One of Tucson’s oldest homegrown biotech companies is changing its top leadership as it vies to become a major player in medical diagnostics.
HTG Molecular Diagnostics announced this week that its longtime CEO, TJ Johnson, will step down at the end of March and move to the role of executive chairman.
John Lubniewski, a senior executive of HTG since 2011 and president and chief operating officer since last April, will assume the CEO post and responsibilities for day-to-day operations.
Johnson, who has been HTG’s CEO since 2008, said the succession plan has been in the works for several years and he’s happy to be succeeded by Lubniewski, whom he called a “trusted co-pilot” over the years.
“This is the perfect time for me, not to disappear, but to step aside and let other leaders — and we have a very strong bench of leaders here — stretch and grow,” he said.
Founded in 1997 as High Throughput Genomics, the company started out making ultra-high-capacity sample plates for gene-based testing, based on its technology for analyzing ribonucleic acid (RNA) activity in tissue and cell samples.
After expanding its scope in the late 2000s, HTG now makes and markets molecular testing instruments for drug research. The instruments are used to identify molecular “biomarkers” to identify disease activity or patients that could benefit from specific drugs.
“They do broad RNA expression profiling of their clinical samples, looking for ways to identify gene expression signatures that can help them match patients to the drugs they are developing,” Johnson said.
Though HTG is not yet profitable it expects to report record revenues of more than $20 million for 2018 and is progressing with efforts to widen its research client base and move toward clinical diagnostics.
And though the company is still losing money as it continues to spend big on research and development and sales, it has more than $34 million in cash after a major underwritten public stock offering last year.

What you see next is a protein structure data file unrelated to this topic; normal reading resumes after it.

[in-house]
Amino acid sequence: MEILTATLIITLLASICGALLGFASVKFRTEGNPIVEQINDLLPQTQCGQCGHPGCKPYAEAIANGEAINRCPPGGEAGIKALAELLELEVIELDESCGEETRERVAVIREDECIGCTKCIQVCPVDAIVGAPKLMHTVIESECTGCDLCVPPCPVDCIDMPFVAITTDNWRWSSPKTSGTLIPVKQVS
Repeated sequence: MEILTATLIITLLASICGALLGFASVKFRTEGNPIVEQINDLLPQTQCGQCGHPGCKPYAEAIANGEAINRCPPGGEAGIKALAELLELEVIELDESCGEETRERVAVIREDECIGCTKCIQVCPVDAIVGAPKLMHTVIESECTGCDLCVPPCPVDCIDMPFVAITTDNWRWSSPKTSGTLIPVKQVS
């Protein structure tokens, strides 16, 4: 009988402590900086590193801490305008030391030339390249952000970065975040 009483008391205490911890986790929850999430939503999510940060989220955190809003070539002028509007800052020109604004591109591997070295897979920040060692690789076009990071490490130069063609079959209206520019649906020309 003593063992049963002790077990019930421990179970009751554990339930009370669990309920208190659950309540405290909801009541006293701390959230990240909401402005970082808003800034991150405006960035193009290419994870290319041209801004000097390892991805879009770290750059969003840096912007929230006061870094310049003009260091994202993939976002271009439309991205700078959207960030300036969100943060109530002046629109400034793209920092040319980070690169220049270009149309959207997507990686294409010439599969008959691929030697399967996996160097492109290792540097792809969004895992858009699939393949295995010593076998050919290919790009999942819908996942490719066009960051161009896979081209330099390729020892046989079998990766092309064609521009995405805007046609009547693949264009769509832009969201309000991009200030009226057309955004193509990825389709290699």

The company’s Nasdaq stock is trading at around $2.25 per share, less than half its 52-week high, but several analysts rate the stock a “buy,” and Johnson said the company’s major institutional investors are solidly behind the company’s long-term growth plan.
“My comfort in this company being in a really good place led me to discussions with the board,” said Johnson, 57, who was a senior executive at Ventana Medical Systems in Oro Valley for five years before joining HTG.
Johnson said that as executive chairman and continuing board member, he will remain an employee and officer of the company and plans to focus on strategic growth and business development for the company.
In announcing the change, Lubniewski said he looks forward to following through on HTG’s strategic growth plan.
“We have an extraordinary team and tremendous market opportunity in delivering personalized medicine solutions,” he said.
Johnson said the company has seen growth in all of its major business areas, which include providing contracted molecular profiling services to pharma companies; sales of profiling instruments and test materials to drug researchers; and collaborations with other companies.
The company has ongoing research collaborations with drug maker Bristol Myers Squib and another major, undisclosed drug company, as well as a collaborative marketing agreement with German-based test provider Qiagen.
HTG offers seven different tests with its Edge profiling instrument for cancer, for research purposes only.
While none of HTG’s tests have been approved for patient diagnostics by the U.S. Food and Drug Administration, the European Union has approved two of the company’s diagnostic tests for lymphoma and lung cancer.
HTG recently opened an office in Paris as well as its first European lab in Basel, Switzerland, Johnson said, noting the company plans to start marketing in the Asian-Pacific market by 2020.
Johnson said the company’s European diagnostics business will help it prepare for an eventual push to win FDA approval for diagnostic use of its test by doctors and hospitals in the U.S.
“We can get these tests established and effectively validated in Europe, and then use that information to come here and work with the FDA and the payers in the U.S.,” he said.
After stepping away from the day-to-day grind at HTG, Johnson said he plans to spend more time with his family, as he and his wife are expecting to become first-time grandparents in May.
Johnson said he also plans to become more active in Tucson’s larger biotech community.